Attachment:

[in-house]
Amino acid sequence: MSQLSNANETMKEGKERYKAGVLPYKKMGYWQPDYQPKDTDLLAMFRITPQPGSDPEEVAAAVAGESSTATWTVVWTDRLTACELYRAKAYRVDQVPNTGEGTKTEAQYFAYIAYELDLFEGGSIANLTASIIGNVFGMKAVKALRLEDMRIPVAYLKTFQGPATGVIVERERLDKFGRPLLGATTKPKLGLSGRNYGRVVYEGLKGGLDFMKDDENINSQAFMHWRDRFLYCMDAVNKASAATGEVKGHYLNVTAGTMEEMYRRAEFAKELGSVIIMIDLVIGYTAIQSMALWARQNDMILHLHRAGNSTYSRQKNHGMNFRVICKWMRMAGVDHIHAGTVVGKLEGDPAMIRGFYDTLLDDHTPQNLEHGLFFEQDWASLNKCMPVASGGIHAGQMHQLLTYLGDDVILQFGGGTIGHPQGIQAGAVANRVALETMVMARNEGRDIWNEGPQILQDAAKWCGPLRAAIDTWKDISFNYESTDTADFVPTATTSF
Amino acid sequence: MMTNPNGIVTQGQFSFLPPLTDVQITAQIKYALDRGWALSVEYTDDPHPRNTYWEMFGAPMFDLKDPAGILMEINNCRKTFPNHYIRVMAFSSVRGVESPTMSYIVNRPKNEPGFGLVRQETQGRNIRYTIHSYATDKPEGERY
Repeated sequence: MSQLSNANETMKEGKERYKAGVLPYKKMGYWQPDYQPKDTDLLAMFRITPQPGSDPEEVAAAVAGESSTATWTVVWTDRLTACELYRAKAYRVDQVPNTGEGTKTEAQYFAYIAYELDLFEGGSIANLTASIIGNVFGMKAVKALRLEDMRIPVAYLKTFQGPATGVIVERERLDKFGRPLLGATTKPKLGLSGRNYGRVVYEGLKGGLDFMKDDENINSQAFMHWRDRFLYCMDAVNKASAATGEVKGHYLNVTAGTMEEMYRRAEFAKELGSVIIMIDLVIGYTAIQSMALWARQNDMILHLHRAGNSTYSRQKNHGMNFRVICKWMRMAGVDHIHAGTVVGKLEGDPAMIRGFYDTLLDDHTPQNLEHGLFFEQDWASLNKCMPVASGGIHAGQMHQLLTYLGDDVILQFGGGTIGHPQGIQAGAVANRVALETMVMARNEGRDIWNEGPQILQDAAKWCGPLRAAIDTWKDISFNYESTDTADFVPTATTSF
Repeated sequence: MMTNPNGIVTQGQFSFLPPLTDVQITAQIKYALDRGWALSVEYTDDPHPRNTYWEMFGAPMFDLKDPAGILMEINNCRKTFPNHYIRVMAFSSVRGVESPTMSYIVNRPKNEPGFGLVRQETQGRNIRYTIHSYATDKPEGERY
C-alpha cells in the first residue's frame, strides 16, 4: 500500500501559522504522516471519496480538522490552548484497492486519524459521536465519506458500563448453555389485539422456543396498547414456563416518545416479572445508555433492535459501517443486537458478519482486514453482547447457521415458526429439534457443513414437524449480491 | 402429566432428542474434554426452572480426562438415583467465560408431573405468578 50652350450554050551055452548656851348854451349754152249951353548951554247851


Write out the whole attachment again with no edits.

[in-house]
Amino acid sequence: MSQLSNANETMKEGKERYKAGVLPYKKMGYWQPDYQPKDTDLLAMFRITPQPGSDPEEVAAAVAGESSTATWTVVWTDRLTACELYRAKAYRVDQVPNTGEGTKTEAQYFAYIAYELDLFEGGSIANLTASIIGNVFGMKAVKALRLEDMRIPVAYLKTFQGPATGVIVERERLDKFGRPLLGATTKPKLGLSGRNYGRVVYEGLKGGLDFMKDDENINSQAFMHWRDRFLYCMDAVNKASAATGEVKGHYLNVTAGTMEEMYRRAEFAKELGSVIIMIDLVIGYTAIQSMALWARQNDMILHLHRAGNSTYSRQKNHGMNFRVICKWMRMAGVDHIHAGTVVGKLEGDPAMIRGFYDTLLDDHTPQNLEHGLFFEQDWASLNKCMPVASGGIHAGQMHQLLTYLGDDVILQFGGGTIGHPQGIQAGAVANRVALETMVMARNEGRDIWNEGPQILQDAAKWCGPLRAAIDTWKDISFNYESTDTADFVPTATTSF
Amino acid sequence: MMTNPNGIVTQGQFSFLPPLTDVQITAQIKYALDRGWALSVEYTDDPHPRNTYWEMFGAPMFDLKDPAGILMEINNCRKTFPNHYIRVMAFSSVRGVESPTMSYIVNRPKNEPGFGLVRQETQGRNIRYTIHSYATDKPEGERY
Repeated sequence: MSQLSNANETMKEGKERYKAGVLPYKKMGYWQPDYQPKDTDLLAMFRITPQPGSDPEEVAAAVAGESSTATWTVVWTDRLTACELYRAKAYRVDQVPNTGEGTKTEAQYFAYIAYELDLFEGGSIANLTASIIGNVFGMKAVKALRLEDMRIPVAYLKTFQGPATGVIVERERLDKFGRPLLGATTKPKLGLSGRNYGRVVYEGLKGGLDFMKDDENINSQAFMHWRDRFLYCMDAVNKASAATGEVKGHYLNVTAGTMEEMYRRAEFAKELGSVIIMIDLVIGYTAIQSMALWARQNDMILHLHRAGNSTYSRQKNHGMNFRVICKWMRMAGVDHIHAGTVVGKLEGDPAMIRGFYDTLLDDHTPQNLEHGLFFEQDWASLNKCMPVASGGIHAGQMHQLLTYLGDDVILQFGGGTIGHPQGIQAGAVANRVALETMVMARNEGRDIWNEGPQILQDAAKWCGPLRAAIDTWKDISFNYESTDTADFVPTATTSF
Repeated sequence: MMTNPNGIVTQGQFSFLPPLTDVQITAQIKYALDRGWALSVEYTDDPHPRNTYWEMFGAPMFDLKDPAGILMEINNCRKTFPNHYIRVMAFSSVRGVESPTMSYIVNRPKNEPGFGLVRQETQGRNIRYTIHSYATDKPEGERY
C-alpha cells in the first residue's frame, strides 16, 4: 500500500501559522504522516471519496480538522490552548484497492486519524459521536465519506458500563448453555389485539422456543396498547414456563416518545416479572445508555433492535459501517443486537458478519482486514453482547447457521415458526429439534457443513414437524449480491 | 402429566432428542474434554426452572480426562438415583467465560408431573405468578 50652350450554050551055452548656851348854451349754152249951353548951554247851